Comparison between modelling and measurement of marine dispersion, environmental half-time and 137Cs inventories after the Fukushima Daiichi accident (pdf), January 2014: The 137Cs total atmospheric source term varies [...] (Schöppner et al. 2012) implies a much higher activity (1,000 – 10,000 PBq*) in the total inventory of radionuclides released. […]
*PBq = petabecquerel = quadrillion becquerels
Michael Schöppner, University of Roma Tre, Doctoral School of Mathematics and Physics (pdf), 2012: […] using the Fukushima nuclear accident as an example it is demonstrated that it is possible to reconstruct a source term of known location. […] This is done exemplary on the basis of the 2011 Fukushima nuclear accident. […] Due to the radioactive and unstable environment on-site of the NPP no reliable assessment of the emissions could have been done. […] Fukushima source term can be approximated by usage of ATM [atmospheric transport modelling]. […] although the reconstructed source suggests higher emissions than presented in other publications, the derived time dependent characteristics are in reasonable agreement. […] the comparison shows similar features in the source terms from various isotopes and stations. […] the problem of source term reconstruction has been reduced to a system of linear equations.
Journal of Environmental Radioactivity, Michael Schöppner, et al., December 2012 (emphasis added): [...] the real source-term at the FD-NPP emitted fewer particles in the case of 137Cs than assumed in the worst case scenario. Based on these results a source term of 10^17 – 10^18 Bq/day [100 PBq/day – 1,000 PBq/day] seems reasonable. For 131I, however, these first results suggest a source term not too different from the worst case scenario of 10^19 Bq/day [10,000 PBq/day]. […] The fact that the two remote stations, RN79 [Hawaii] and RN70 [Sacramento, CA], suggest a lower source term than the worst case estimation, where the closest station, RN38 [Takasaki, Japan], does not [... This may indicate] unaccounted regional meteorological conditions. […] The presented simulations with improved settings, i.e. dry and wet deposition, resulted in a better estimation of the source-term than previously reported (Plastino et al., 2011). The scenario assuming a worst case situation suggests generally higher source-terms, which are in reasonable agreement with the reported values (IAEA, 2011). For 137Cs emissions of 10^17 – 10^18 Bq/day [100 PBq/day – 1,000 PBq/day] seem to be reasonable, while for 131I even continuous emissions of 10^19 Bq/day [10,000 PBq/day] could be possible.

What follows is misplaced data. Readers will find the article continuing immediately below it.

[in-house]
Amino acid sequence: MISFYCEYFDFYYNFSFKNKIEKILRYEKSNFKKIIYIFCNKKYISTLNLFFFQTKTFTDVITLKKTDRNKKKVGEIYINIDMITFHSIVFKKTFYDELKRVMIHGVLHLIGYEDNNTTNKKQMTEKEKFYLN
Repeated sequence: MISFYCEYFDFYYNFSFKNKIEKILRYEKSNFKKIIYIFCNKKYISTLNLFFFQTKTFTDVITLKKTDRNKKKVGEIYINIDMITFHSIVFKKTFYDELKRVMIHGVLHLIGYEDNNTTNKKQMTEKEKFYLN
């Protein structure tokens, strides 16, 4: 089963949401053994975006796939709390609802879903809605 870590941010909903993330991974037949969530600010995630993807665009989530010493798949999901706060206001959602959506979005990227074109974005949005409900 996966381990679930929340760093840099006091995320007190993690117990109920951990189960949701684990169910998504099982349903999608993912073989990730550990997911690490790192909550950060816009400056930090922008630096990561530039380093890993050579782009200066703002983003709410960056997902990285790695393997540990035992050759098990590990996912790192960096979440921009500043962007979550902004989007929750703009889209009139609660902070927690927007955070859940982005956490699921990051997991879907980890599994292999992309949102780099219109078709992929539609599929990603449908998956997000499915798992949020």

The authors highly acknowledge the support by the National Scientific Committee Technology of INFN for the ERMES project, and the European Commission under the FP7 programme for the EUMEDGRID project (Grant RI-246589). [...] PPP acknowledges a support provided by the EU Research and Development Operational Programme funded by the ERDF
Nuclear Energy Agency: 2002 Update of Chernobyl: Ten Years On — “The total 137Cs release was estimated to be 70 petabecquerels (PBq)”
Published: February 19th, 2014 at 11:38 am ET
- EU-funded Research: Fukushima atmospheric release of 210 quadrillion becquerels of cesium-137 used as upper bound in simulation — Chernobyl estimated at 70 to 85 quadrillion September 23, 2013
- Russian Study: Fukushima released 100 quadrillion becquerels of cesium into atmosphere… In just ONE day — About equal to Chernobyl’s total release August 29, 2013
- New Journal Article: Fukushima may have already released 90 quadrillion becquerels of cesium-137 — Much more than Chernobyl’s 70 quadrillion becquerels January 8, 2014
- Japan Gov’t-funded Study: Fukushima has released up to 120 Quadrillion becquerels of radioactive cesium into North Pacific Ocean — Does not include amounts that fell on land — Exceeds Chernobyl total, which accounts for releases deposited on land AND ocean (MAP) June 30, 2014
- Nuclear Engineer: Estimated 276 quadrillion Bq of Cs-137 entered Fukushima basements — Triple Chernobyl total release — A portion “has already made its way to aquifer, whence it can easily flow into sea” August 26, 2013